Each episode will see two families go head-to-head in a series of games, designed with the help of leading cognitive neuroscientist Dr Adam Hampshire from Imperial College London, to test mental ability. Going beyond traditional ideas about how to measure brain power, such as IQ, the families will also be put through their paces in a range of more surprising areas including communication, technology and strategy now seen by experts as critical components of 21st Century intelligence.
After four heats, three semi-finals and a grand final, just one family will emerge victorious. But as each family will be judged as a whole, individual brilliance will not be enough in The Family Brain Games, as the teams will have to work together as a high-performing team to succeed.
As these families tackle each demanding challenge, documentary cameras will follow them behind-the-scenes, helping us to understand what makes these relationships tick by exploring their family dynamics and their response to the pressure of intense competition.
Neuroscientist Dr Hannah Critchlow will help Dara use their experiences to unpack the latest research in the fascinating science of intelligence.
Patrick Holland, Controller, BBC Two, says: “We’re excited about bringing the UK’s most brilliant families together and celebrating their incredible brainpower. Mixing documentary sensibility with the entertaining world of family competition, all hosted by the excellent and scarily smart Dara O Briain promises to be an thoroughly enjoyable watch.
Simon Dickson, Creative Director of Label1, says: “We are absolutely delighted to be making this big-scale popular format for the BBC. The Family Brain Games’ hybrid of tense competition and inquisitive documentary feels like it has the potential to take us into an exciting new world of storytelling.”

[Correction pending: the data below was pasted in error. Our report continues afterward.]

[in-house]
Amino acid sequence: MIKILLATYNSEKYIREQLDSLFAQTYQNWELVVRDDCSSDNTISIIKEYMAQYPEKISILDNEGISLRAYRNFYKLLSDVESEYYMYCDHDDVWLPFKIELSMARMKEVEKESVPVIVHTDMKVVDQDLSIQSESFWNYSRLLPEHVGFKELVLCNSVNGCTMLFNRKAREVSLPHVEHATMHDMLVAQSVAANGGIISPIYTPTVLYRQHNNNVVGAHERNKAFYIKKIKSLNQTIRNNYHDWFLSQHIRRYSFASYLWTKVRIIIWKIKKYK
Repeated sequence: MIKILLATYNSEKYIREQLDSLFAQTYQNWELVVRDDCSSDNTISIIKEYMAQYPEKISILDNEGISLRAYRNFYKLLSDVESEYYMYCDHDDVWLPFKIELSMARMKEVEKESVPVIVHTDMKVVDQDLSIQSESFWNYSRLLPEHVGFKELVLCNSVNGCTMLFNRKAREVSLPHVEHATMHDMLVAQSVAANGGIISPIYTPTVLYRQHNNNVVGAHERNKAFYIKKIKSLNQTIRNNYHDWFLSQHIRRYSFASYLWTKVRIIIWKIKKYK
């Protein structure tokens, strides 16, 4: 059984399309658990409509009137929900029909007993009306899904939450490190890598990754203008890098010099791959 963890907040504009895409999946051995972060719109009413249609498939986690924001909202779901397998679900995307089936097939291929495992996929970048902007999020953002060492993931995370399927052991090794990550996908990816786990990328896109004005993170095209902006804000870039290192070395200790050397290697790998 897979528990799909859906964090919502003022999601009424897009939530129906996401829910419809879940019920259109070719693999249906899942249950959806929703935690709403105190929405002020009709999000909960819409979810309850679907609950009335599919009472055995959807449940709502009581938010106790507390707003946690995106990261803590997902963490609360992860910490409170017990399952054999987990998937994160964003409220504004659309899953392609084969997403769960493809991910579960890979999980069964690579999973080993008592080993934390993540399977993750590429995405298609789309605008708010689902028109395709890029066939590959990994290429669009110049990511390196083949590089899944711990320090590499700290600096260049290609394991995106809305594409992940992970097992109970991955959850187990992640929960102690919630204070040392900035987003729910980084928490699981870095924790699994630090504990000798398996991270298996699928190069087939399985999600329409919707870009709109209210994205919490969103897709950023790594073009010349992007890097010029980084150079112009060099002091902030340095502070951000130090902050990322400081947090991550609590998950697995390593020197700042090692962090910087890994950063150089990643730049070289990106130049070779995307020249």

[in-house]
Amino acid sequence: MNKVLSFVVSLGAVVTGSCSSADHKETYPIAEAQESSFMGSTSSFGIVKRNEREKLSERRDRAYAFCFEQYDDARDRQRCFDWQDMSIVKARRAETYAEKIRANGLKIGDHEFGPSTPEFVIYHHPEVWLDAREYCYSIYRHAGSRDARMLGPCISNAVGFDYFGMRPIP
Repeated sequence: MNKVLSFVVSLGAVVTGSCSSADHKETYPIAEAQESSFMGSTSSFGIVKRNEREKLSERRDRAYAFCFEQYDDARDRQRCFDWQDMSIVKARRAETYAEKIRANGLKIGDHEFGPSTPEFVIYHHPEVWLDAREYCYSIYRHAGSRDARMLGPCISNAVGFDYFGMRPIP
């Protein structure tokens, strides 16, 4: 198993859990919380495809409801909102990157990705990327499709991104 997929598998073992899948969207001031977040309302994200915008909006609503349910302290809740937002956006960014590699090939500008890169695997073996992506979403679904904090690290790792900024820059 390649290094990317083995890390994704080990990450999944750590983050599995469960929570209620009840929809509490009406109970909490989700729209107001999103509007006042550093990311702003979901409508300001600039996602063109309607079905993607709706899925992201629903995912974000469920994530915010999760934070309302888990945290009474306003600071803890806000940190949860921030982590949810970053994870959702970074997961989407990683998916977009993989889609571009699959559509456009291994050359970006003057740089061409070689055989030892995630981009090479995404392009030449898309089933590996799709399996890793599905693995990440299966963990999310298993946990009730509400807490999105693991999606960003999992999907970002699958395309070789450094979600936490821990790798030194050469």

The Family Brain Games (8x60’) was commissioned by Patrick Holland, Controller, BBC Two and David Brindley, Head of Popular Factual and Factual Entertainment. The Commissioning Editors are Clare Mottershead and Ricky Cooper. It is made by Label1, the Executive Producers are Simon Dickson and Lorraine Charker-Phillips.
Who Should Get a British Passport? (w/t)
In a divided Britain, who we let into the UK, or allow to stay here, is a never ending problem. As immigration lawyers up and down the country attempt to get their desperate clients a visa, they must try to work out fact from fiction. Between them they submit over 700,000 visa applications a year to the Home Office, over half a million of which are successful. It’s down to the tough talking lawyers to vet their clients, and to build the most compelling argument to get them the visa they need.
With brutal honesty and candour, this series asks the controversial question who really deserves a place in the UK?
Twofour Executive Producer, David Clews says: “This revealing and provocative series picks apart the way our immigration system works, following a number of extraordinary stories, as the lawyers and their clients take on the ever changing and confusing rules set by the Home Office. It presents the audience with the richness of detail and complexity of the cases and the system, so gives them the chance to decide for themselves - who they think deserves a place in the UK.”
Who Should Get a British Passport? is a 3x60' film commissioned by Patrick Holland, Controller, BBC Two and Joanna Carr, Head of BBC Current Affairs. The Executive Producer is David Clews for Twofour. The Commissioning Editor is Gian Quaglieni.